Thursday, July 7, 2011
It seems that goodbye is a recurrent theme for so many people both today and just recently. While some are saying goodbye after the death of a loved one, others are saying goodbye in the midst of simply parting ways, neither of which is easy. On the contrary, goodbye is most commonly associated with pain in the heart, tear stained cheeks, and remorse over things left unspoken. As I make peace with my own internal, as well as outward, goodbyes, I'm reminded of how difficult it is to move forward in the face of sadness, pain, and despair. How, then, does one ease the painful sting associated with goodbye? Though there's a general psychologically appointed process of grieving, I believe the best way of easing pain is by remembering, not just subconsciously, but deliberately and purposely. So often, we think our pain will subside when we forget who or what it is on goodbye's other end, but I think we have that wrong; I believe the best way to ease our suffering is by saying to the person or situation, "I will remember you, now and always."
Tuesday, July 5, 2011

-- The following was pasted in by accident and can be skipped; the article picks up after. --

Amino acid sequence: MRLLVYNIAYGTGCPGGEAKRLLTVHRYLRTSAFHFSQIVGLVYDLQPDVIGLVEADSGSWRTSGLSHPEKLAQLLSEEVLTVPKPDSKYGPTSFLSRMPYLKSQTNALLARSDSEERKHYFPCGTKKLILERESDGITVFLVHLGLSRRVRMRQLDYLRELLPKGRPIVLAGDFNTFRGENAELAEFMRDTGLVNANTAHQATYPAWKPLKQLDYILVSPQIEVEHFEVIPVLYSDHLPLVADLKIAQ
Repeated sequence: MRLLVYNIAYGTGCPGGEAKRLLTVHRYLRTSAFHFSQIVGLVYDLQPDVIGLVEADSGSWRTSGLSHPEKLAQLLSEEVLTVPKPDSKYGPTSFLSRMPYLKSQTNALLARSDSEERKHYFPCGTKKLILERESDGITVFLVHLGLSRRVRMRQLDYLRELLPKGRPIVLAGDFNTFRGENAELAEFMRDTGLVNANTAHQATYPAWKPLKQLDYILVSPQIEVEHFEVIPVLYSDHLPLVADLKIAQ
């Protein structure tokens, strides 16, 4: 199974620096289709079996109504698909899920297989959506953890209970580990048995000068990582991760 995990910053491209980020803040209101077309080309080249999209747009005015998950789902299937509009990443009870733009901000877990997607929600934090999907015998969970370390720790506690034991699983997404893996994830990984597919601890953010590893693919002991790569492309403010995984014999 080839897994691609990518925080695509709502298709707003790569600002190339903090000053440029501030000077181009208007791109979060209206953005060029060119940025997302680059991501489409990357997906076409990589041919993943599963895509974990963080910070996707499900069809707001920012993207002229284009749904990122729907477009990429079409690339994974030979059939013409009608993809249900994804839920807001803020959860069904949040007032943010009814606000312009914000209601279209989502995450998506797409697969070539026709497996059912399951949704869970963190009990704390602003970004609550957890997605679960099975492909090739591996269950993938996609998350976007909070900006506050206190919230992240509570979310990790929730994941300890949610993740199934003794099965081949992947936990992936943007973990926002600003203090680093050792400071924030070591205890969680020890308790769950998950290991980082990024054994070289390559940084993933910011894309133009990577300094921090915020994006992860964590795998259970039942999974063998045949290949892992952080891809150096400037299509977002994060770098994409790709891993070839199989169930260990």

Not far from where we live, there's a 13 mile bike path that leads straight to the beach, and today we decided to go for a ride. With very little thought about who or what we might encounter, we packed up the bikes and set out. I never imagined that from it would stem a defining moment of clarity over what I've been enduring for the last few weeks. Laughing in the car on the way over because my son refused to remove his protective helmet, I vowed to keep him safe. "Ashton, you don't have to wear that in the car. I'm going to drive safely, I promise," I assured him, but he stubbornly refused to take it off. So, I snapped a picture and continued on towards our destination. Still laughing over Ashton's insistence to wear his helmet, I stopped to pick up several bottles of water so we didn't dehydrate in the heat. After selecting a combination of regular and vitamin waters, we resumed driving. Upon arrival, we unloaded the bikes and walked to the path. Directly in front of us was a homeless man asleep under a tree, clearly trying to stay cool from the high temperatures. Next to him lay several trash bags, a bike, some other miscellaneous items, and a loyal dog. He was dirty, disheveled, and clearly tired. For those inclined to say "yeah, or drunk," I ask that you take a long, hard look in the mirror and if you like what you see, keep looking until you find that speck in your eye because I assure you there's one there. Whether he was intoxicated or tired isn't the real issue. He lay on the ground a broken and weathered man in man's most humble state - he was absolutely beautiful and fully loved by God even if not by man. As I looked at him, I wanted to just stay near him and make sure he was left alone by passersby, and in that moment I was reminded of why I'm here; it's not to serve myself, but to serve God.